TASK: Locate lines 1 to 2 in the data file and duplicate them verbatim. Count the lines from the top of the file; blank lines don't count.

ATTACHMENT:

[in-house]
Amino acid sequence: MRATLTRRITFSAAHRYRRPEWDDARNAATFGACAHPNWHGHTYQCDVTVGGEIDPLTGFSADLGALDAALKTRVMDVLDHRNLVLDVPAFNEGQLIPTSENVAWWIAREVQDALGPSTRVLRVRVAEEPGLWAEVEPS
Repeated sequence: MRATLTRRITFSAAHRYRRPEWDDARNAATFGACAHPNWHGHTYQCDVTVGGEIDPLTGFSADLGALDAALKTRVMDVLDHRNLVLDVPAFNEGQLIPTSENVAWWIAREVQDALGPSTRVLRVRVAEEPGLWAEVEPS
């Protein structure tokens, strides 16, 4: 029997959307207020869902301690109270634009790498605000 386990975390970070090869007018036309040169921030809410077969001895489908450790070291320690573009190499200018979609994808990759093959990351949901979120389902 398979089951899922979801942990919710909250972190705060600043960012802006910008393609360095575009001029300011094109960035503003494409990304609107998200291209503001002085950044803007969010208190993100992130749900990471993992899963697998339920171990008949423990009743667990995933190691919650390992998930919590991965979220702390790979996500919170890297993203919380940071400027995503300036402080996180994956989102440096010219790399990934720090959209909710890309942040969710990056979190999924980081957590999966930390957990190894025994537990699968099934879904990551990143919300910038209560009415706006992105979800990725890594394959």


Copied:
[in-house]
Amino acid sequence: MRATLTRRITFSAAHRYRRPEWDDARNAATFGACAHPNWHGHTYQCDVTVGGEIDPLTGFSADLGALDAALKTRVMDVLDHRNLVLDVPAFNEGQLIPTSENVAWWIAREVQDALGPSTRVLRVRVAEEPGLWAEVEPS